Poker Pro's Corner: Casino tournaments tend to be crapshoots
Feb 01,2008 00:00 by Shannon Shorr

Q: Every time I play a tournament at a casino I feel like it is a crapshoot. What is the best kind of tournament blind structure to play in?

 
SHANNON SHOOR - Shannon Shorr is one of the youngest players on the tournament circuit. At the ripe old age of 22, Shorr has already cashed in for more than $1.8 million and is hitting the circuit in a big way. CNS Photo. 
- Confused, Commerce, Calif.

A: A lot of tournaments you are going to find in your local casinos are going to be crapshoots because they just aren't going to make a super structure for a $40 buy-in or whatever they are hosting. I really like the Bellagio structures; all the $10,000 structures are great, of course. The smaller tournaments are a different animal because it is just going to be short-stack poker. It is going to be a lot of all-ins - there are not going to be a lot of flops.

If you are going to play at that level, that is just the style you are going to have to learn. There is no getting around it. The longer the period between blinds increases, the better I like it, because I like to play flops - but it is hard for the casinos to accommodate that. They don't make enough money to spread it over a long a period of time.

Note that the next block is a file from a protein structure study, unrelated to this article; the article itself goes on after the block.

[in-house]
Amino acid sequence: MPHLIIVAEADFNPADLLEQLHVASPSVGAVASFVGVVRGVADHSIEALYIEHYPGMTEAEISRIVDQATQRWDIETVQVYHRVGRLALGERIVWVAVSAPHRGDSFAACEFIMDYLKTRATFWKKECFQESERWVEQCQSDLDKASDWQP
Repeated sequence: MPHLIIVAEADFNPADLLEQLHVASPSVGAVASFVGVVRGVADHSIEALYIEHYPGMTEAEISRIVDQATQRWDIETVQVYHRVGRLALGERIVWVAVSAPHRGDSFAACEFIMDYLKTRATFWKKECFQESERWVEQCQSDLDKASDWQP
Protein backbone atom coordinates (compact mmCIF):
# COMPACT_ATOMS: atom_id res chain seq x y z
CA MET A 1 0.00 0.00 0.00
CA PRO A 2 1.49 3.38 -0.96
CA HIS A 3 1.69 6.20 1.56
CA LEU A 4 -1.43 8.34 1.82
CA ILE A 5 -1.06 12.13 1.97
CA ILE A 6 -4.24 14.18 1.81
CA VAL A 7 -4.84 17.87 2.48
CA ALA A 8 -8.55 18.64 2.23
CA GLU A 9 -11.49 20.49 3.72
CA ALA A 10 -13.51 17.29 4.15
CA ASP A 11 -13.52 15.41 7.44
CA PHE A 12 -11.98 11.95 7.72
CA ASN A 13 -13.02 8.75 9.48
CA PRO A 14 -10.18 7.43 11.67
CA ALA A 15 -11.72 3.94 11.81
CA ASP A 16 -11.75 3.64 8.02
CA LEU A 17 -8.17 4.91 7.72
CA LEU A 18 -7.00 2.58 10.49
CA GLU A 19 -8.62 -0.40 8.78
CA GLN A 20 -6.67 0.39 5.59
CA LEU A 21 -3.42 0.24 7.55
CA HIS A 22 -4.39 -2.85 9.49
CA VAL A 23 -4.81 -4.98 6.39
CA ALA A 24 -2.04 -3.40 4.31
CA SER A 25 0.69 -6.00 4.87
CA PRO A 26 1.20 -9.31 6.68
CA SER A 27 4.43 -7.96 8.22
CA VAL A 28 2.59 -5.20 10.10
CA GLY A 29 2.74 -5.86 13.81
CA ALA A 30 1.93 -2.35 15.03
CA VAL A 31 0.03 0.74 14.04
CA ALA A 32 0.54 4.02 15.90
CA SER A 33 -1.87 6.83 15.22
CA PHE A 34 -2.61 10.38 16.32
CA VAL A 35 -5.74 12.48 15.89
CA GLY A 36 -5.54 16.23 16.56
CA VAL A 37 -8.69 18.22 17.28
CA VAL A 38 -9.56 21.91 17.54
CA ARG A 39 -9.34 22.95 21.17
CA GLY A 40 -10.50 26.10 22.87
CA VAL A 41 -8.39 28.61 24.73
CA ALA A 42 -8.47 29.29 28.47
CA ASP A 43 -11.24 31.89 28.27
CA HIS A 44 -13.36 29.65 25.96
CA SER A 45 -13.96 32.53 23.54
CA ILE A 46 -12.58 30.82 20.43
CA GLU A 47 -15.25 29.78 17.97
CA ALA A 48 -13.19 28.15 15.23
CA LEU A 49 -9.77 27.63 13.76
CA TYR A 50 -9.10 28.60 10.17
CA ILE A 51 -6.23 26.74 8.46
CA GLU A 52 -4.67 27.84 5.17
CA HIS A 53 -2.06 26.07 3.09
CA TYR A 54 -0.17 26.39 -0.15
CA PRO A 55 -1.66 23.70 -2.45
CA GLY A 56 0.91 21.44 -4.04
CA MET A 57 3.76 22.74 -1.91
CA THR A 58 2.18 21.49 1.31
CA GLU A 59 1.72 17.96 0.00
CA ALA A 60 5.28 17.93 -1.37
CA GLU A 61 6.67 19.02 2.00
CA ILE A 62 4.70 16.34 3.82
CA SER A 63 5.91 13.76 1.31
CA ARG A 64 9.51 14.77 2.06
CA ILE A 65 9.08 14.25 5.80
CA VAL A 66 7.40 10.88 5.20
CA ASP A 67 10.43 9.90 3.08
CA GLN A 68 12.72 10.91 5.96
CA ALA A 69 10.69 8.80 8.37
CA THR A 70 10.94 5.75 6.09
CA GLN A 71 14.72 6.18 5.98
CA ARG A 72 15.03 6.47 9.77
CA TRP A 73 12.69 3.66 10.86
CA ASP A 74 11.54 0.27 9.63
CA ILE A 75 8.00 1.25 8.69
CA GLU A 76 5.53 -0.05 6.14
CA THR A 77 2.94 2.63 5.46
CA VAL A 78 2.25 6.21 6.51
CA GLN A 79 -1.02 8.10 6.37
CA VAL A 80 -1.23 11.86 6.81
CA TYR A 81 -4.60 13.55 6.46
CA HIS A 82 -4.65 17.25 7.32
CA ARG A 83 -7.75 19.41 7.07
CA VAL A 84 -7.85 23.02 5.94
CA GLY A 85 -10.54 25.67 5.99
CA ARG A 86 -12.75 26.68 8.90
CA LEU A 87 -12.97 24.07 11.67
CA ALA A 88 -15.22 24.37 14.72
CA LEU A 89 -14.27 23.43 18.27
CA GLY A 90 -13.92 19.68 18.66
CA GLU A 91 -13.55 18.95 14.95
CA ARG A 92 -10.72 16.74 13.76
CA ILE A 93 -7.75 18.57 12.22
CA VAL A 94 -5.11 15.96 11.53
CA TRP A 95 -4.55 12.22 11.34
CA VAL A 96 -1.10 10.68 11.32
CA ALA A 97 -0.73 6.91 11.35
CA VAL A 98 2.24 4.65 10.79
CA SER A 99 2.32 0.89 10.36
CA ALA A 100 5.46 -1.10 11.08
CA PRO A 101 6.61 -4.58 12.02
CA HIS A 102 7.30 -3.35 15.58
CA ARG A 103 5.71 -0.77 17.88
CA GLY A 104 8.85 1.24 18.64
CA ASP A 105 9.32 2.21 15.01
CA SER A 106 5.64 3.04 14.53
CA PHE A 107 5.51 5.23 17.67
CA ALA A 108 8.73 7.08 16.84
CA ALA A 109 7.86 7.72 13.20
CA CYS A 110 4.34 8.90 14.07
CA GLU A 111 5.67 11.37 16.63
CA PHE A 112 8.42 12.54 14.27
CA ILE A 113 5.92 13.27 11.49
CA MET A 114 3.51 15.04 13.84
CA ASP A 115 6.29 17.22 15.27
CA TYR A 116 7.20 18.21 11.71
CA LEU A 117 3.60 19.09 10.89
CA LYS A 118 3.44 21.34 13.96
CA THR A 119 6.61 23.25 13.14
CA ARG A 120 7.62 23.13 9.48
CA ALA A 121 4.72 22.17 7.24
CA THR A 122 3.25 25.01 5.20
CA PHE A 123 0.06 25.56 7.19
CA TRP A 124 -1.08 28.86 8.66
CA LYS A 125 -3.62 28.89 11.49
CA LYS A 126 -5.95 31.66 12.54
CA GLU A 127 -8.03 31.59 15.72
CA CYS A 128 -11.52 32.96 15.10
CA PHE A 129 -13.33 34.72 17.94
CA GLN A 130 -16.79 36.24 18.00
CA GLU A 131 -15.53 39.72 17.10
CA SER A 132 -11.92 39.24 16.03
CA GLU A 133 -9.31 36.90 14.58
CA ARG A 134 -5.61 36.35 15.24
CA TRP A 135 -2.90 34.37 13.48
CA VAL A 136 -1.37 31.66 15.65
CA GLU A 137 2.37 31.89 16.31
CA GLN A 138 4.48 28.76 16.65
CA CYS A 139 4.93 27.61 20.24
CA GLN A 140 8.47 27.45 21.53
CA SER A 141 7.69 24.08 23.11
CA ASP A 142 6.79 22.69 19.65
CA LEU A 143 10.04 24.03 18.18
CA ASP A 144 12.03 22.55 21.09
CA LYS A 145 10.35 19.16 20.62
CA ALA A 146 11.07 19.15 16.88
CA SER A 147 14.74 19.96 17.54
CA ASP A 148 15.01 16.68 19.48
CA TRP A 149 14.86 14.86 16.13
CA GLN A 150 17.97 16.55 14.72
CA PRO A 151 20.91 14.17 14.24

Q: I've heard pros mention that a lot of the weaker players are preflop players and the better players know post-flop play. What is the best way to improve your post-flop play?

- Tunica Denizen, Memphis, Tenn.

A: The best way to improve post-flop play is definitely to play cash games. When you are playing cash games in the poker room or online, you are really deep. You have like 100 or more big blinds, usually. That is where you play flops, as opposed to tournaments that are sometimes a preflop game. The best tournament players are the best preflop players in the world. They know when to steal, they know when to resteal, and whose blind to raise.

The early stages of tournaments are when you have a lot of chips, so that's like when you are in a cash game. Sometimes I will play cash games to brush up on my game so I can play well in the early stages.

Shannon Shorr is one of the youngest players on the tournament circuit, and he is kicking butt. An Alabama native now living in Vegas, Shorr began playing in some of the biggest events before he was even 21, traveling out of the U.S. to play and cashing in most events he entered. At the ripe old age of 22, Shorr has already cashed for more than $1.8 million and is hitting the circuit in a big way, hoping to keep that number increasing. He's already cashed an incredible 33 times, including fourth place in the 2006 Aussie Millions, two firsts at Bellagio Cup II, seventh in the 2007 WSOP Heads-Up No-Limit Hold'em Championship and third in a recent $5,000 Five Diamond NLH event.

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